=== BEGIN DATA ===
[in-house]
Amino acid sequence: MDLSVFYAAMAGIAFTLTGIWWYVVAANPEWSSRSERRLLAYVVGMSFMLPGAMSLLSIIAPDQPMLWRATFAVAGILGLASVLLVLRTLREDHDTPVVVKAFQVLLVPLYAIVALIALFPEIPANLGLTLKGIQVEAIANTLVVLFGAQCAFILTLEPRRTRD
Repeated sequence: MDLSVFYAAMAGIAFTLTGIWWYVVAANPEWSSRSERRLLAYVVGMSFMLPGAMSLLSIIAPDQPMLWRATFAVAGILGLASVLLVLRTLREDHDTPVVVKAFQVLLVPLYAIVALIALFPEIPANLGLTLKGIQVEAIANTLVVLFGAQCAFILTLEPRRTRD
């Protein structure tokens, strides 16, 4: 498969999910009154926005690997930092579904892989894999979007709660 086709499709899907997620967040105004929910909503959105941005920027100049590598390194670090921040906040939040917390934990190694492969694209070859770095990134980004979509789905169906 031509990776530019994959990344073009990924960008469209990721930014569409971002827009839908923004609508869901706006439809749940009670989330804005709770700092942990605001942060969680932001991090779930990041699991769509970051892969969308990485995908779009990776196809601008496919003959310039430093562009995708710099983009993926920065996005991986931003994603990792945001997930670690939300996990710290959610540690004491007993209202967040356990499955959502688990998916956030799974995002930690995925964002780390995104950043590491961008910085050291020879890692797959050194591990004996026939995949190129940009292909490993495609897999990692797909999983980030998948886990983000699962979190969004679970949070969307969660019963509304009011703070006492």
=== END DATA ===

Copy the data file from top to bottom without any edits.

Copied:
[in-house]
Amino acid sequence: MDLSVFYAAMAGIAFTLTGIWWYVVAANPEWSSRSERRLLAYVVGMSFMLPGAMSLLSIIAPDQPMLWRATFAVAGILGLASVLLVLRTLREDHDTPVVVKAFQVLLVPLYAIVALIALFPEIPANLGLTLKGIQVEAIANTLVVLFGAQCAFILTLEPRRTRD
Repeated sequence: MDLSVFYAAMAGIAFTLTGIWWYVVAANPEWSSRSERRLLAYVVGMSFMLPGAMSLLSIIAPDQPMLWRATFAVAGILGLASVLLVLRTLREDHDTPVVVKAFQVLLVPLYAIVALIALFPEIPANLGLTLKGIQVEAIANTLVVLFGAQCAFILTLEPRRTRD
């Protein structure tokens, strides 16, 4: 498969999910009154926005690997930092579904892989894999979007709660 086709499709899907997620967040105004929910909503959105941005920027100049590598390194670090921040906040939040917390934990190694492969694209070859770095990134980004979509789905169906 031509990776530019994959990344073009990924960008469209990721930014569409971002827009839908923004609508869901706006439809749940009670989330804005709770700092942990605001942060969680932001991090779930990041699991769509970051892969969308990485995908779009990776196809601008496919003959310039430093562009995708710099983009993926920065996005991986931003994603990792945001997930670690939300996990710290959610540690004491007993209202967040356990499955959502688990998916956030799974995002930690995925964002780390995104950043590491961008910085050291020879890692797959050194591990004996026939995949190129940009292909490993495609897999990692797909999983980030998948886990983000699962979190969004679970949070969307969660019963509304009011703070006492």